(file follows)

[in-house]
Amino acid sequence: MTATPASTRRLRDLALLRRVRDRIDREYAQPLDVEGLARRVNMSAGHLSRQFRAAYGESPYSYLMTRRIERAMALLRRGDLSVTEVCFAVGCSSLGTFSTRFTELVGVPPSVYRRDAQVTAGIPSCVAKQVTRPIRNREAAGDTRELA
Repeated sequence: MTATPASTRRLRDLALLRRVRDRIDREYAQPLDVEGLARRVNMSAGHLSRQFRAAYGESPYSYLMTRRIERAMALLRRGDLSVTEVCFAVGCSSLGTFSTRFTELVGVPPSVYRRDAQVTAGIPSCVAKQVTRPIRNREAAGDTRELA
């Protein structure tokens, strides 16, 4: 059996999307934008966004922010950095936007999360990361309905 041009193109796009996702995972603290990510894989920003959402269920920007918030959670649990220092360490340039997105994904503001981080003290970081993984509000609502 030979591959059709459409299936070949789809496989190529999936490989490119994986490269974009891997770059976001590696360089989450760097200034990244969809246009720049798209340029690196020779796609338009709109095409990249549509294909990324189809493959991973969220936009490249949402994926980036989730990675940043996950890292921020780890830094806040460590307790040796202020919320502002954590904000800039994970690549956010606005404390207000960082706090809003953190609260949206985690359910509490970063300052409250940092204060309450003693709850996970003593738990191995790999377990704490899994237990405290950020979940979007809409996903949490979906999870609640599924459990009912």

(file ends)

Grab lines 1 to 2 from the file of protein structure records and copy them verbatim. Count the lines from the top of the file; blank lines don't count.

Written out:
[in-house]
Amino acid sequence: MTATPASTRRLRDLALLRRVRDRIDREYAQPLDVEGLARRVNMSAGHLSRQFRAAYGESPYSYLMTRRIERAMALLRRGDLSVTEVCFAVGCSSLGTFSTRFTELVGVPPSVYRRDAQVTAGIPSCVAKQVTRPIRNREAAGDTRELA